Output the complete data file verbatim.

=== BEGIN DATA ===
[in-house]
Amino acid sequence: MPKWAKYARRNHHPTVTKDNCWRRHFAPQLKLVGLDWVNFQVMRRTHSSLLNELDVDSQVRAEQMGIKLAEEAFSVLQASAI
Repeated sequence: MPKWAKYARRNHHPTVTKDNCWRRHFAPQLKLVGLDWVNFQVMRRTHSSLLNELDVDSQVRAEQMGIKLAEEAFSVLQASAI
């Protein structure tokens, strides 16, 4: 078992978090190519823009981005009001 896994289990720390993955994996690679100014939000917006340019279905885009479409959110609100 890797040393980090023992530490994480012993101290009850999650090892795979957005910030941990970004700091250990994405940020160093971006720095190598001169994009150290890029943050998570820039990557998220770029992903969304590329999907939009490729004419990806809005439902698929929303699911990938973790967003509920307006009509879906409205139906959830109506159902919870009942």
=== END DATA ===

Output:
[in-house]
Amino acid sequence: MPKWAKYARRNHHPTVTKDNCWRRHFAPQLKLVGLDWVNFQVMRRTHSSLLNELDVDSQVRAEQMGIKLAEEAFSVLQASAI
Repeated sequence: MPKWAKYARRNHHPTVTKDNCWRRHFAPQLKLVGLDWVNFQVMRRTHSSLLNELDVDSQVRAEQMGIKLAEEAFSVLQASAI
């Protein structure tokens, strides 16, 4: 078992978090190519823009981005009001 896994289990720390993955994996690679100014939000917006340019279905885009479409959110609100 890797040393980090023992530490994480012993101290009850999650090892795979957005910030941990970004700091250990994405940020160093971006720095190598001169994009150290890029943050998570820039990557998220770029992903969304590329999907939009490729004419990806809005439902698929929303699911990938973790967003509920307006009509879906409205139906959830109506159902919870009942």